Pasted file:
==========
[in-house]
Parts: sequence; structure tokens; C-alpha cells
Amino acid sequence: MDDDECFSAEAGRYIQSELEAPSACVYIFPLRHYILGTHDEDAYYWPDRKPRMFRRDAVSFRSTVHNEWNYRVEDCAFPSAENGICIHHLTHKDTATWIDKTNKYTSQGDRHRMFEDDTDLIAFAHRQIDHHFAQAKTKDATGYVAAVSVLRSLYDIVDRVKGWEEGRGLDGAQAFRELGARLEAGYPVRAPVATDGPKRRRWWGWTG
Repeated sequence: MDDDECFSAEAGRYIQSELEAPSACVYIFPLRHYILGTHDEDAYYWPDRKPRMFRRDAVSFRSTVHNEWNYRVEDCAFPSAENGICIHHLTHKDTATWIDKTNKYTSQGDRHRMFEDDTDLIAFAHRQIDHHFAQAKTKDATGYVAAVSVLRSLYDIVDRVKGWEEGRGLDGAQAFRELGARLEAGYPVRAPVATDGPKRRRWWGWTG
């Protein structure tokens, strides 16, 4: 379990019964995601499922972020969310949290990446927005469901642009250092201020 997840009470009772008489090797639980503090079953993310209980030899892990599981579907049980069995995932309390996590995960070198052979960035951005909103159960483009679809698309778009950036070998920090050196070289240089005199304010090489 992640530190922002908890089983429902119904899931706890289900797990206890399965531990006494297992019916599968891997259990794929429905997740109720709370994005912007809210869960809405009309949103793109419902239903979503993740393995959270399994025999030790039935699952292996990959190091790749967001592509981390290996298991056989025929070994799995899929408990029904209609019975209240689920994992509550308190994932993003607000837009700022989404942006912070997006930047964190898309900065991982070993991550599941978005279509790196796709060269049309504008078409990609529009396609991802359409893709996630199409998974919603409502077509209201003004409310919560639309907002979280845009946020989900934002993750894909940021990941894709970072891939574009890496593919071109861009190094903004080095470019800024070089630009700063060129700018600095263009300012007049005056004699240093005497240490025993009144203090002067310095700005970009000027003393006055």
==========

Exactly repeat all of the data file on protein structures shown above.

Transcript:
[in-house]
Parts: sequence; structure tokens; C-alpha cells
Amino acid sequence: MDDDECFSAEAGRYIQSELEAPSACVYIFPLRHYILGTHDEDAYYWPDRKPRMFRRDAVSFRSTVHNEWNYRVEDCAFPSAENGICIHHLTHKDTATWIDKTNKYTSQGDRHRMFEDDTDLIAFAHRQIDHHFAQAKTKDATGYVAAVSVLRSLYDIVDRVKGWEEGRGLDGAQAFRELGARLEAGYPVRAPVATDGPKRRRWWGWTG
Repeated sequence: MDDDECFSAEAGRYIQSELEAPSACVYIFPLRHYILGTHDEDAYYWPDRKPRMFRRDAVSFRSTVHNEWNYRVEDCAFPSAENGICIHHLTHKDTATWIDKTNKYTSQGDRHRMFEDDTDLIAFAHRQIDHHFAQAKTKDATGYVAAVSVLRSLYDIVDRVKGWEEGRGLDGAQAFRELGARLEAGYPVRAPVATDGPKRRRWWGWTG
């Protein structure tokens, strides 16, 4: 379990019964995601499922972020969310949290990446927005469901642009250092201020 997840009470009772008489090797639980503090079953993310209980030899892990599981579907049980069995995932309390996590995960070198052979960035951005909103159960483009679809698309778009950036070998920090050196070289240089005199304010090489 992640530190922002908890089983429902119904899931706890289900797990206890399965531990006494297992019916599968891997259990794929429905997740109720709370994005912007809210869960809405009309949103793109419902239903979503993740393995959270399994025999030790039935699952292996990959190091790749967001592509981390290996298991056989025929070994799995899929408990029904209609019975209240689920994992509550308190994932993003607000837009700022989404942006912070997006930047964190898309900065991982070993991550599941978005279509790196796709060269049309504008078409990609529009396609991802359409893709996630199409998974919603409502077509209201003004409310919560639309907002979280845009946020989900934002993750894909940021990941894709970072891939574009890496593919071109861009190094903004080095470019800024070089630009700063060129700018600095263009300012007049005056004699240093005497240490025993009144203090002067310095700005970009000027003393006055």